Government Launches Major New Drive to Combat Dangers Online

The DMCS' internet safety strategy could make surfing safer

The campaign will target alleged sources of abuse, cyberbullying and pornography.

The Culture Department is set to launch a fresh offensive on the ‘host of new dangers’ that young people face online. In a press release published today, Culture Secretary Karen Bradley announced the ‘Internet Safety Strategy’, slated to be laid out fully in a green paper next summer.

The new campaign, led by MP Bradley, forms a core component of the Government’s bid to transform the UK into the, “safest place in the world for young people to go online”. As such, the initiative will specifically target alleged breeding-grounds of cyberbullying, abuse, and pornography online.

Karen Bradley outlined the purpose of the campaign, explaining: “The internet has provided young people with amazing opportunities but has also introduced a host of new dangers which children and parents have never faced before.”

“It is increasingly clear that some behaviours which are unacceptable offline are being tolerated or even encouraged online – sometimes with devastating consequences. We are determined to make Britain the safest place in the world to be online, and to help people protect themselves from the risks they might face.”

A report has also been commissioned to provide up-to-date evidence of how young people are using the internet and existing gaps in protection. The analysis will be directed by Professor of Social Psychology Sonia Livingstone, Professor of Criminology Julia Davidson and Senior Lecturer in Psychology Dr. Jo Bryce, on behalf of the UK’s Council for Internet Safety (UKCCIS) Evidence Group.

Work on the green paper and report is expected to centre on four main priorities, namely: how to help young people help themselves; helping parents understand online dangers and face them with their children; industry responsibilities to society; and how tech can provide the solutions.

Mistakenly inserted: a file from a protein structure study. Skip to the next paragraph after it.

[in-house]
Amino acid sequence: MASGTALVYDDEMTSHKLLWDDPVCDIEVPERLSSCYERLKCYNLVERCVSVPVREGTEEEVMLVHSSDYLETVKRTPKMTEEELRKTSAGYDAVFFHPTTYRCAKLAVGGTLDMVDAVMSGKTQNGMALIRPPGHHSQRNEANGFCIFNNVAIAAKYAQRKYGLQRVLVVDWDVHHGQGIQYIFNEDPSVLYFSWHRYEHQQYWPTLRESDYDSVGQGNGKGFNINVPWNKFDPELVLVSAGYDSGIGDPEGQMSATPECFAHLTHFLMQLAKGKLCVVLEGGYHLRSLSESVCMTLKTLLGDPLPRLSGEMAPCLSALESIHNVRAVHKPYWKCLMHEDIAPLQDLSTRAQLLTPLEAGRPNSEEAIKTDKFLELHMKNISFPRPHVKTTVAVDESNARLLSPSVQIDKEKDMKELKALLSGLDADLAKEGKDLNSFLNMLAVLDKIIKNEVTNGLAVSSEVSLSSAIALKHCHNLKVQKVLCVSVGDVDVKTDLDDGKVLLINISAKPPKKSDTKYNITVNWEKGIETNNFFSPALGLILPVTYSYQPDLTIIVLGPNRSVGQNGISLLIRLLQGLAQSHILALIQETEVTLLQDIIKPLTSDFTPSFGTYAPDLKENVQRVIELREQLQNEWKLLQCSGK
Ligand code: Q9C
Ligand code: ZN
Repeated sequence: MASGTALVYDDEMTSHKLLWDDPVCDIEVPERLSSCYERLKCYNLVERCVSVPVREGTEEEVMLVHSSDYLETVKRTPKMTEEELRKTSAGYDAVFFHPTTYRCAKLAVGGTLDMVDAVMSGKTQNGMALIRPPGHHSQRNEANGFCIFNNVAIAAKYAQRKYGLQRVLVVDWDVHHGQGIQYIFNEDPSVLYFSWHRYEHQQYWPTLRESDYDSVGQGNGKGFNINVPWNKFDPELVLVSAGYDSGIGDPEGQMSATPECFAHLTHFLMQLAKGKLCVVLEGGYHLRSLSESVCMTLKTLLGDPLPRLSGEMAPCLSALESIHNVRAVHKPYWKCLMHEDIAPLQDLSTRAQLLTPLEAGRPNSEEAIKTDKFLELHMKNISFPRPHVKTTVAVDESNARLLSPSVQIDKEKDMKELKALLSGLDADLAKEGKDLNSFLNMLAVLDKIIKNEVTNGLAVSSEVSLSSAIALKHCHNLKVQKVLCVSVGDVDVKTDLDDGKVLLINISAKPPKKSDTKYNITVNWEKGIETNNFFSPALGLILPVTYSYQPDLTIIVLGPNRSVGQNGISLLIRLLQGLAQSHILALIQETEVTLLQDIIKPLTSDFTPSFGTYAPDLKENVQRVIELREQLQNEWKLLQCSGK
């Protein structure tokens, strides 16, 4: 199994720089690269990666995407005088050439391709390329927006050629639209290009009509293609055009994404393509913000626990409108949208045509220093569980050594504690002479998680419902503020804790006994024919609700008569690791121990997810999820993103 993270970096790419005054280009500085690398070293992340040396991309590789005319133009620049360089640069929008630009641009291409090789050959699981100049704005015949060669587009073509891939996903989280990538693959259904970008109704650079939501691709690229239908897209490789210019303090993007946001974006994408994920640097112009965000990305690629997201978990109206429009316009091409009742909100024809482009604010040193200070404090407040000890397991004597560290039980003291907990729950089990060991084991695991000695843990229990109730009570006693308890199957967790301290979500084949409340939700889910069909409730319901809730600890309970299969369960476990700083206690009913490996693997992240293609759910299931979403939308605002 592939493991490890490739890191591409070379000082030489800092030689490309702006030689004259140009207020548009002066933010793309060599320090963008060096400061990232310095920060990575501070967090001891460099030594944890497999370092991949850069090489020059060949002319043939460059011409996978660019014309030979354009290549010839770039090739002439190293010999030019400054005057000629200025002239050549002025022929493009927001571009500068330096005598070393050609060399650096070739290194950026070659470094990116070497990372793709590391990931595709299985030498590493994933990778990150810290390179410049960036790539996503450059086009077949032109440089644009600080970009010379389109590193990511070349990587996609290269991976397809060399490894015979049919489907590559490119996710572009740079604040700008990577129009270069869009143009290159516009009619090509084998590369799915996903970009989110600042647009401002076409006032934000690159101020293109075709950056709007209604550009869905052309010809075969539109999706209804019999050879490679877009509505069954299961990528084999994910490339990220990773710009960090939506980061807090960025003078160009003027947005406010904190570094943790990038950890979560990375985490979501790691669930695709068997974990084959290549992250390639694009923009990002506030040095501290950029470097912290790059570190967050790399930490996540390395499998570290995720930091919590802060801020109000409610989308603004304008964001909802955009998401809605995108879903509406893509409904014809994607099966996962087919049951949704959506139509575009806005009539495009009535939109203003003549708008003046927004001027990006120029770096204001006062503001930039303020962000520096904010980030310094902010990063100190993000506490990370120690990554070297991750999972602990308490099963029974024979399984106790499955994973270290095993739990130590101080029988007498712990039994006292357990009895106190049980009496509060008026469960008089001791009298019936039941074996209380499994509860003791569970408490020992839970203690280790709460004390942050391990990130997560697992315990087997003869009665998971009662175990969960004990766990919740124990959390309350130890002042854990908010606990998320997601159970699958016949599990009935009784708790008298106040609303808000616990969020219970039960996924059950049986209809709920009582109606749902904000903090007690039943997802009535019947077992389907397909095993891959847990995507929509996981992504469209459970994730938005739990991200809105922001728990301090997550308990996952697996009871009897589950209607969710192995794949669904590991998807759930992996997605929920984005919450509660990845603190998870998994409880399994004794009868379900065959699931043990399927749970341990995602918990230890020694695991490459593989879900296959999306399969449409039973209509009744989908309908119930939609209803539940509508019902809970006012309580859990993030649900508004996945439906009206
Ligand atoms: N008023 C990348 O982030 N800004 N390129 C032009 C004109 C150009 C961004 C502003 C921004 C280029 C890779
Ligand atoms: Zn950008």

A number of round tables over the next few weeks, held with social media companies, technology firms, charities, mental health organisations and young people will discuss similar issues. These round tables are also expected to host ministers from the Home Office, Department for Education, Department of Health and Ministry of Justice.

MP Bradley said: “We want to understand the full scale of the problem and explore how everyone – including Government, social media companies, technology firms, parents and others  – can play their part in tackling it.”

A recent poll found that more parents are concerned with their children sexting than about their children drinking or smoking. The YouGov survey was conducted for the Personal, Social, Health and Economic (PSHE) Association, and showed that 78% of parents were either fairly or very concerned about sexting, compared to 69% who were concerned about alcohol abuse, and 67% who were concerned about smoking.



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